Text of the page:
I think that the suggestions of getting a professional company to do a blitz and then a cleaner to do maintenance are good.

Luisa x

Hi Luisa,

I was one of the first converts to the robot vacuum cleaner - mine’s a Roomba (I’m on my third one, I think). I’ve even got the Scooba kitchen cleaning robot, too.

Sadly, neither has solved the problem. Having to tidy up everywhere before they can run is the very reason I hardly ever get round to it. And I got fed up with having to “groom” it all the time - all those fiddly little bits.

I still think they’re quite good. I got one for my mum, but much to my annoyance, she never uses it either, but for different reasons. She got annoyed it keeps getting stuck in inaccessible places, and she can’t get it out. She also finds it difficult to stoop to pick it up, being at floor level.

Thanks anyway, for the suggestion. For anyone who’s struggling with vacuuming, they are a boon. They just don’t solve being defeated by the housework altogether. :frowning: When they invent one that can tidy up as well, I’ll be first in the queue!

Tina

Hi Tina, really interested in your roomba, I considered one myself on many occasions because I find hovering quite awkward but my mum seems happy to do it when she is here and she is here a lot so just settled into a routine with this. Cheryl

Hi Tina,

I can only add that the one thing that really guarantees that I have the incentive for cleaning, is for me to put on a Queen cd. Somehow Freddie’s dulcet tones can kid me into thinking that polishing is actually a great hobby. Either that, or get in a little woman regularly who will hoover and dust 'til it’s spik & span.

yours,

Moira

Shame you’re in Scotland. If you lived anywhere near Mum (Northern fringes of London), she’d probably be happy to give you it. I’m sure she’s never going to use it!

There are pros and cons. I don’t think it’s quite as effective as conventional vacuuming, but for anyone who struggles, it’s a whole lot better than not being able to do it at all. As already discussed, you have to clear the decks before it starts. It can navigate to a certain extent, i.e. around large heavy objects like wardrobes or sofas, but if there’s anything smaller on the floor, like books or magazines, or computer cables, it will blunder into them and get tangled up.

It also takes an age to do the whole floor, because rather than move purposefully, it adopts a more-or-less random pattern, that relies on eventually covering everywhere by chance! If you’re sitting watching, you may get frustrated and think: “Even I could do this quicker, MS and all!” So ideally it’s better to let it run when you’re out or doing something else.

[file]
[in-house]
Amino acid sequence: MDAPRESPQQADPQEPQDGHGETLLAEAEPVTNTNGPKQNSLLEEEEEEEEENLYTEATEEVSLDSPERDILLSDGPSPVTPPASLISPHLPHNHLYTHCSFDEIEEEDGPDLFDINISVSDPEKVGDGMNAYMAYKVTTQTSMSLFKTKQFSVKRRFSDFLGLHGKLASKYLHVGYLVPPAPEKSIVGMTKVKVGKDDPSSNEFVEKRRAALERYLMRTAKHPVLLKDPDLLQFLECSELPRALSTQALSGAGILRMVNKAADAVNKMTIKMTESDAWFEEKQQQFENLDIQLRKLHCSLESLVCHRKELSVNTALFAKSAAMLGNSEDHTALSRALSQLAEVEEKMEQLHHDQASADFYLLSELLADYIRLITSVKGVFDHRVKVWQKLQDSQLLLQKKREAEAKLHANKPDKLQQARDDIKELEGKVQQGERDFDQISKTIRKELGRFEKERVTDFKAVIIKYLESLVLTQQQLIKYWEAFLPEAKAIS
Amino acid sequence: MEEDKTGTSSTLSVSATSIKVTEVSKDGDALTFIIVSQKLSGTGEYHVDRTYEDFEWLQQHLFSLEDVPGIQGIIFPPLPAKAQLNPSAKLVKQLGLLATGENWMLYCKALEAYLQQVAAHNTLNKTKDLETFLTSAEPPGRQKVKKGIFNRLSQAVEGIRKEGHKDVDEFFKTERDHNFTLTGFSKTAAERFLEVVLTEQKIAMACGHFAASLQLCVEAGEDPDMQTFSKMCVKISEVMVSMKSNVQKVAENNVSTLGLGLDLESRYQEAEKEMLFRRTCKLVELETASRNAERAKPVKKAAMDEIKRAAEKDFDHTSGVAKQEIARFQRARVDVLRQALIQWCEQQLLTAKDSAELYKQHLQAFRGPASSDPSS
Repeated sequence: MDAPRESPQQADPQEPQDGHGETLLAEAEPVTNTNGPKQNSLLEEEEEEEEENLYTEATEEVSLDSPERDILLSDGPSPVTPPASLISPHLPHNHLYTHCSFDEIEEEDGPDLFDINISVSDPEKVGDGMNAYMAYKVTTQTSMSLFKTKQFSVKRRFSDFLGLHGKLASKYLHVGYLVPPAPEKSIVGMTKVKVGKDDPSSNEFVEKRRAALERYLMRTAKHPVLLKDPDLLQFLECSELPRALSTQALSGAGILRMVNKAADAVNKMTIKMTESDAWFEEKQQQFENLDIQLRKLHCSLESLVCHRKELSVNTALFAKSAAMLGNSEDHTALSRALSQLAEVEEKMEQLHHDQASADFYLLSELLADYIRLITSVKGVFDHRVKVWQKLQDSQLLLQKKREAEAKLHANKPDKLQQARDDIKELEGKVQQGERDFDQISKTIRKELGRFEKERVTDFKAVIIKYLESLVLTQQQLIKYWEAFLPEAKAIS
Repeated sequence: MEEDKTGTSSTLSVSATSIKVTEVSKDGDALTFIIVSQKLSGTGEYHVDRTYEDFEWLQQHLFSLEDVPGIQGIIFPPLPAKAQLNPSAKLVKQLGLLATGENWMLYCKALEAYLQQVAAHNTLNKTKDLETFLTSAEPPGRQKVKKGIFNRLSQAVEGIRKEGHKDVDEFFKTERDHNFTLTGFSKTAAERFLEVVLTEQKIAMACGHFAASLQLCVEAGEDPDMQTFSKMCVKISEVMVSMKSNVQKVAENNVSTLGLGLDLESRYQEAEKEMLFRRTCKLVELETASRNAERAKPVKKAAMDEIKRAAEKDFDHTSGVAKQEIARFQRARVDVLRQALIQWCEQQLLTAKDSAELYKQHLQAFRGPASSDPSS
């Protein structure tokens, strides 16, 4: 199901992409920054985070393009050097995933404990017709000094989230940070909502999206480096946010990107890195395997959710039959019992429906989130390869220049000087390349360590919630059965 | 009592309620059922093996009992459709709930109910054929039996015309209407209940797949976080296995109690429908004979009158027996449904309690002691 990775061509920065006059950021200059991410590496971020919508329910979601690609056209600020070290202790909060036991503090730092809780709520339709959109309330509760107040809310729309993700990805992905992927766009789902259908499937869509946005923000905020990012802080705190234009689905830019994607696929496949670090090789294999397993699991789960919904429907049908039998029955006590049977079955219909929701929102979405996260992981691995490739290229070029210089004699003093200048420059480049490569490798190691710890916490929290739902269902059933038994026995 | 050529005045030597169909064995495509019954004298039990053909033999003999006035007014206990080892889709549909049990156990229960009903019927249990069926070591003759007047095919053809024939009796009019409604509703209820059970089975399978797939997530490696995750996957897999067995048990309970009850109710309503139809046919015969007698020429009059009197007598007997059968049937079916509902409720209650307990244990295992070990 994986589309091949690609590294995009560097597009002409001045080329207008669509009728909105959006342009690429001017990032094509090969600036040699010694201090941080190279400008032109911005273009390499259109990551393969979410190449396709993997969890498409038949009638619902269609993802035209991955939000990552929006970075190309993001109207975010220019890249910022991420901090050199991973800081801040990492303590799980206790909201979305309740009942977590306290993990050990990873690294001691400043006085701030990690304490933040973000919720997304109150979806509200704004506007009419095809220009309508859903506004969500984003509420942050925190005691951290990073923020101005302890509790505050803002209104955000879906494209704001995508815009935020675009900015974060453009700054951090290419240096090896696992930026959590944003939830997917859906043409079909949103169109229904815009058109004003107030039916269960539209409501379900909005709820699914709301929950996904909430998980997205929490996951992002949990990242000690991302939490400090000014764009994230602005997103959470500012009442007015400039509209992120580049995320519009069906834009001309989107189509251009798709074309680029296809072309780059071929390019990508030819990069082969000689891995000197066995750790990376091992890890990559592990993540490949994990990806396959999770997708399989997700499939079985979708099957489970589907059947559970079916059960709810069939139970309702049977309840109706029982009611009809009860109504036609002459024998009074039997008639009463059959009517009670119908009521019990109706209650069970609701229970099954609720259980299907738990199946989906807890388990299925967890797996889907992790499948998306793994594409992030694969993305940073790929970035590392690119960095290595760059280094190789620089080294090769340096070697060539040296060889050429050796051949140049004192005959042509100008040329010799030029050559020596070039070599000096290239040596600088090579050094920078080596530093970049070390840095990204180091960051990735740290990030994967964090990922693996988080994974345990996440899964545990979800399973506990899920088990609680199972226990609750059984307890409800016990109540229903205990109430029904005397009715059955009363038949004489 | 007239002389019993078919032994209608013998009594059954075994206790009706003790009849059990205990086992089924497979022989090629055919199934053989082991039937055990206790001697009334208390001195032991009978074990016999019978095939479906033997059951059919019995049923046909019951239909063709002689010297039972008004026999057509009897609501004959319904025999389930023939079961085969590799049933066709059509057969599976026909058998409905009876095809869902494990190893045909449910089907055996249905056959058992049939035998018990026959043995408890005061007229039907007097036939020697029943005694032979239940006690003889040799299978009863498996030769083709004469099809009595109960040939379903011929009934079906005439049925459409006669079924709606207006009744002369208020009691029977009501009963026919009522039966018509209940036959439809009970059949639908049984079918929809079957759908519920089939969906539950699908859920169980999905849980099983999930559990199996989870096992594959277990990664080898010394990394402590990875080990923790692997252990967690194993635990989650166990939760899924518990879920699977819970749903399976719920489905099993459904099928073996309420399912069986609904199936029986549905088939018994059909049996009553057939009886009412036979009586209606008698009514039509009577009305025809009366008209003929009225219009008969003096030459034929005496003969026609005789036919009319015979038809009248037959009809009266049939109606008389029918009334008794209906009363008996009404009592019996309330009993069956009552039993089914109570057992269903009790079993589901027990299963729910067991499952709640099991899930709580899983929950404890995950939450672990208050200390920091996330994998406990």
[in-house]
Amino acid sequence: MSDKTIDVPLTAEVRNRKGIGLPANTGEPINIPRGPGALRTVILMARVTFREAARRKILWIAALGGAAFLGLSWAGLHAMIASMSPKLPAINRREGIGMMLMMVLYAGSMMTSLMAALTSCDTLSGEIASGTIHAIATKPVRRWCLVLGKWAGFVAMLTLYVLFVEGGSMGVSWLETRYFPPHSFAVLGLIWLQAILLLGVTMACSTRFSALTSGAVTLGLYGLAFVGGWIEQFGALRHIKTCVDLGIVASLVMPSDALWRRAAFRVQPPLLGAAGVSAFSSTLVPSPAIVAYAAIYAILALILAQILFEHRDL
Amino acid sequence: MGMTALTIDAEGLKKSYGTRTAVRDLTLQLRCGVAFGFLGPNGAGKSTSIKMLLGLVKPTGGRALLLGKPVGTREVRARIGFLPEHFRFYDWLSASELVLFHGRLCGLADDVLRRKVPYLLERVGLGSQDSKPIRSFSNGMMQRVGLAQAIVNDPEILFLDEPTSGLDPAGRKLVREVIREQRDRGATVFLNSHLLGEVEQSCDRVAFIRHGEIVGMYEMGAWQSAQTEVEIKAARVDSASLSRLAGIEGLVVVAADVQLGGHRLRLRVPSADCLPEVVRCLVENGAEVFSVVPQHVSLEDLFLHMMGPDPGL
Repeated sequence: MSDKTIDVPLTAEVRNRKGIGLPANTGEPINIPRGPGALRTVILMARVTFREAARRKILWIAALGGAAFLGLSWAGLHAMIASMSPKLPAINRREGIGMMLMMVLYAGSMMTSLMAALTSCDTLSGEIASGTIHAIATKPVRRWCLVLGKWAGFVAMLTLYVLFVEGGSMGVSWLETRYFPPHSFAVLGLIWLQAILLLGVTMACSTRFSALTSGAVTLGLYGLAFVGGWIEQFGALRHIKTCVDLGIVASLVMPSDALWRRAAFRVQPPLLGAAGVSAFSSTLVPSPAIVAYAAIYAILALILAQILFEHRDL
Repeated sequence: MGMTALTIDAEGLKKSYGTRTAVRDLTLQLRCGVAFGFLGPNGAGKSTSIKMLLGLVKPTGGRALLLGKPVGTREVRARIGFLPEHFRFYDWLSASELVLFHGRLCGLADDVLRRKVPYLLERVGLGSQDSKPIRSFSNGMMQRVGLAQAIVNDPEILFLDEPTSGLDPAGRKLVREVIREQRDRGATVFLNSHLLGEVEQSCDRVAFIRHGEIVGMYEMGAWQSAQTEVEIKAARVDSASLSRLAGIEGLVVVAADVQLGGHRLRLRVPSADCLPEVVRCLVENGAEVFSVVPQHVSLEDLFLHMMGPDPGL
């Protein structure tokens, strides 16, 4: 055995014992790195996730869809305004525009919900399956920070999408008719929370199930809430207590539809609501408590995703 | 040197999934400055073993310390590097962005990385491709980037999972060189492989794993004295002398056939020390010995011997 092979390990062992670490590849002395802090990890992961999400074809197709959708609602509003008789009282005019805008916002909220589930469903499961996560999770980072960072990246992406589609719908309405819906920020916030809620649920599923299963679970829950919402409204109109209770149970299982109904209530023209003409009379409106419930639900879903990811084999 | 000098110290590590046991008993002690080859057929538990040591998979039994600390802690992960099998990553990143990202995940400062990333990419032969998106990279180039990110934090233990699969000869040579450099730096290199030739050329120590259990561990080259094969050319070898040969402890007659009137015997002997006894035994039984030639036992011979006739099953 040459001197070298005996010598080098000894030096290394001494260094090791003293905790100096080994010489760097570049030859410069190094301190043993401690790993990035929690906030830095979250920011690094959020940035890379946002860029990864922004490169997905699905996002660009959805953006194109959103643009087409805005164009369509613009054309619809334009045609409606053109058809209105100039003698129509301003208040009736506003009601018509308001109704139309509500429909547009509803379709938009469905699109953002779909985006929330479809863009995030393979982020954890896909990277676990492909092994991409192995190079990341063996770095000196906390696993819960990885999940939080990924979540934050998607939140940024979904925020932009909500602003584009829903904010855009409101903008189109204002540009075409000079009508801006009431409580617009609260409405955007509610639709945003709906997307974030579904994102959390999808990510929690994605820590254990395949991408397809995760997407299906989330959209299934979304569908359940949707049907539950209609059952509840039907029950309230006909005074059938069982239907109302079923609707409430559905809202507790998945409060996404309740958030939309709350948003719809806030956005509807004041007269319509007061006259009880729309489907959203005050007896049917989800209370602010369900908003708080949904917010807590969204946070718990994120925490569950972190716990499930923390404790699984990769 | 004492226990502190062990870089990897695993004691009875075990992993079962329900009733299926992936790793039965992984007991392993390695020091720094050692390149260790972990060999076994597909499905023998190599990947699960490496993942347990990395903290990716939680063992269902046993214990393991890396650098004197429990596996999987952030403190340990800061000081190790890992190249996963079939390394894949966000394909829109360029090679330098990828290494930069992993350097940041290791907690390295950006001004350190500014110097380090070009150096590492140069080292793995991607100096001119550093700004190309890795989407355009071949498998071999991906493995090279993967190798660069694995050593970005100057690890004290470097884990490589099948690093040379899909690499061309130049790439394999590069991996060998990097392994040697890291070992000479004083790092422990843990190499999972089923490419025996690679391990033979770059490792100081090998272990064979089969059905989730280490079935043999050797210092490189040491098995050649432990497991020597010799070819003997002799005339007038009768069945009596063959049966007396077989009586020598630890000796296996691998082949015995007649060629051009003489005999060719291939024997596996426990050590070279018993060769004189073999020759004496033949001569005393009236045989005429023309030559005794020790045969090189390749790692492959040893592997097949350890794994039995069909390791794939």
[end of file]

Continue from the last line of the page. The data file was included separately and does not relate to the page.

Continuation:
But then you might return and find it’s stuck somewhere, and bleeping for help, and has only vacuumed about a yard. Haha, it’s quite funny, really. It’s hard not to think of it like some crazy animal, because it seems alive. A lot of people give them names.

Tina

Does anyone have a cat that takes a lift on the Roomba? It seems the Roomba can save on your pet’s energy too.

Steffi xx

I have the same feelings about my friend coming to stay next weekend,and like you often feel lazy/guilty/ noticed I’d stopped doing stuff leading up to dx. Well, some ways I’ve approached:

  • Roped in a helper, my mum.
  • Doing a very small amount each day-even just once surface/one shelf at a time.
  • Pacing myself and having breaks (so tidying away for 3 minutes at a time with 5 breaks, rather than 15 mins in one go etc.)
  • Lowered expectations!

Is working for me but if not solveable right now for you, seems you’ve had good advice re: cleaning company, not visitng your house or just not worrying about the MesS! Hope you will enjoy your friends visit anyway!

Hi Tina,

Make your life easier and keep your energy for entertaining your friend. We all need friends.

My cleaners have just gone. They come in once a fortnight for an hour and hoover everywhere and clean the bathrooms.

It’s a great help and I just have to do the little bits.

If i have visitors I save up all the sheets and towels and take them to a laundry service - done in two days and well worth the money.

Food - order online - at sometimes of the day it is only £2.

Enjoy your freindship, they want to come and see you not your house.

Jen x